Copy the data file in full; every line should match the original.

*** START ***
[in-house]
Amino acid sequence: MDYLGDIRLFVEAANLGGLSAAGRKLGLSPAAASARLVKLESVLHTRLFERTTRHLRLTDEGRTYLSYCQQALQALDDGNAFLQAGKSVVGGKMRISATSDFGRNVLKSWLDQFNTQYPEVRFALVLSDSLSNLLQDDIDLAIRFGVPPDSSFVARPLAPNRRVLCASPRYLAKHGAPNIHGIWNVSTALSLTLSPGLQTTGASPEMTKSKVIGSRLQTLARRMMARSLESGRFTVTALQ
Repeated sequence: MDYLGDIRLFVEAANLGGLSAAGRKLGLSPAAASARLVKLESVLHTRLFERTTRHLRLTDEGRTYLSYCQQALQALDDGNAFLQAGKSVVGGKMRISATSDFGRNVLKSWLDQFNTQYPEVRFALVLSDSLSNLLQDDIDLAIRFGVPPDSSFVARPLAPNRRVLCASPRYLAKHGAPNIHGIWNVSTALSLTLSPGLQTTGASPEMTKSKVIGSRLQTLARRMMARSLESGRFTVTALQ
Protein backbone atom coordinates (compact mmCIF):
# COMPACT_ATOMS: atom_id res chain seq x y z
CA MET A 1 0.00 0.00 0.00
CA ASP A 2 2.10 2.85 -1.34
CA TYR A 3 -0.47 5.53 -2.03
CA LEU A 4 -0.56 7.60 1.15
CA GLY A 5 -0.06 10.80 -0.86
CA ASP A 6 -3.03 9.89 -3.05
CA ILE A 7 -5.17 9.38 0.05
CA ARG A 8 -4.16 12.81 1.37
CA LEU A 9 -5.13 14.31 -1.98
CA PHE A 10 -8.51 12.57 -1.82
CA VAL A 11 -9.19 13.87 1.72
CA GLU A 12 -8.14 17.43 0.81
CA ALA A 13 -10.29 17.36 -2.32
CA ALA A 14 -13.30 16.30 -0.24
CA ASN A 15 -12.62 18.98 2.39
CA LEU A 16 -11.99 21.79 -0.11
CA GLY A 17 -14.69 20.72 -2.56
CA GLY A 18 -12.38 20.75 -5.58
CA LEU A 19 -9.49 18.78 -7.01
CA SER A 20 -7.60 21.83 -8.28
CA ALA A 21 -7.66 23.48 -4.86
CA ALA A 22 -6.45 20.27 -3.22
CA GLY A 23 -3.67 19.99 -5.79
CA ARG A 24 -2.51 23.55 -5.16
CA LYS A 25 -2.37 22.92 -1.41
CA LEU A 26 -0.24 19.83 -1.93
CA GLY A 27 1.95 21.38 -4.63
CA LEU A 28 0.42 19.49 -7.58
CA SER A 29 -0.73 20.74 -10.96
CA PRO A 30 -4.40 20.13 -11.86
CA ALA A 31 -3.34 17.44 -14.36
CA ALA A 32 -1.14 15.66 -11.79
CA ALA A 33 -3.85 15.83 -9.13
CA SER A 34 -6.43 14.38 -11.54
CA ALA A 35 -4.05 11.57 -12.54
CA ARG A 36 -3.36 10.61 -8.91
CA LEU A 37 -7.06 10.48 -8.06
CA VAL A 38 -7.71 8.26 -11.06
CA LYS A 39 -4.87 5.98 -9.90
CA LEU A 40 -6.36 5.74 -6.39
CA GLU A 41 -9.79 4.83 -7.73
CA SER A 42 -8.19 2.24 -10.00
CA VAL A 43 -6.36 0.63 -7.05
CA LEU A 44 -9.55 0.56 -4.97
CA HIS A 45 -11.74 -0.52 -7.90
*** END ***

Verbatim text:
[in-house]
Amino acid sequence: MDYLGDIRLFVEAANLGGLSAAGRKLGLSPAAASARLVKLESVLHTRLFERTTRHLRLTDEGRTYLSYCQQALQALDDGNAFLQAGKSVVGGKMRISATSDFGRNVLKSWLDQFNTQYPEVRFALVLSDSLSNLLQDDIDLAIRFGVPPDSSFVARPLAPNRRVLCASPRYLAKHGAPNIHGIWNVSTALSLTLSPGLQTTGASPEMTKSKVIGSRLQTLARRMMARSLESGRFTVTALQ
Repeated sequence: MDYLGDIRLFVEAANLGGLSAAGRKLGLSPAAASARLVKLESVLHTRLFERTTRHLRLTDEGRTYLSYCQQALQALDDGNAFLQAGKSVVGGKMRISATSDFGRNVLKSWLDQFNTQYPEVRFALVLSDSLSNLLQDDIDLAIRFGVPPDSSFVARPLAPNRRVLCASPRYLAKHGAPNIHGIWNVSTALSLTLSPGLQTTGASPEMTKSKVIGSRLQTLARRMMARSLESGRFTVTALQ
Protein backbone atom coordinates (compact mmCIF):
# COMPACT_ATOMS: atom_id res chain seq x y z
CA MET A 1 0.00 0.00 0.00
CA ASP A 2 2.10 2.85 -1.34
CA TYR A 3 -0.47 5.53 -2.03
CA LEU A 4 -0.56 7.60 1.15
CA GLY A 5 -0.06 10.80 -0.86
CA ASP A 6 -3.03 9.89 -3.05
CA ILE A 7 -5.17 9.38 0.05
CA ARG A 8 -4.16 12.81 1.37
CA LEU A 9 -5.13 14.31 -1.98
CA PHE A 10 -8.51 12.57 -1.82
CA VAL A 11 -9.19 13.87 1.72
CA GLU A 12 -8.14 17.43 0.81
CA ALA A 13 -10.29 17.36 -2.32
CA ALA A 14 -13.30 16.30 -0.24
CA ASN A 15 -12.62 18.98 2.39
CA LEU A 16 -11.99 21.79 -0.11
CA GLY A 17 -14.69 20.72 -2.56
CA GLY A 18 -12.38 20.75 -5.58
CA LEU A 19 -9.49 18.78 -7.01
CA SER A 20 -7.60 21.83 -8.28
CA ALA A 21 -7.66 23.48 -4.86
CA ALA A 22 -6.45 20.27 -3.22
CA GLY A 23 -3.67 19.99 -5.79
CA ARG A 24 -2.51 23.55 -5.16
CA LYS A 25 -2.37 22.92 -1.41
CA LEU A 26 -0.24 19.83 -1.93
CA GLY A 27 1.95 21.38 -4.63
CA LEU A 28 0.42 19.49 -7.58
CA SER A 29 -0.73 20.74 -10.96
CA PRO A 30 -4.40 20.13 -11.86
CA ALA A 31 -3.34 17.44 -14.36
CA ALA A 32 -1.14 15.66 -11.79
CA ALA A 33 -3.85 15.83 -9.13
CA SER A 34 -6.43 14.38 -11.54
CA ALA A 35 -4.05 11.57 -12.54
CA ARG A 36 -3.36 10.61 -8.91
CA LEU A 37 -7.06 10.48 -8.06
CA VAL A 38 -7.71 8.26 -11.06
CA LYS A 39 -4.87 5.98 -9.90
CA LEU A 40 -6.36 5.74 -6.39
CA GLU A 41 -9.79 4.83 -7.73
CA SER A 42 -8.19 2.24 -10.00
CA VAL A 43 -6.36 0.63 -7.05
CA LEU A 44 -9.55 0.56 -4.97
CA HIS A 45 -11.74 -0.52 -7.90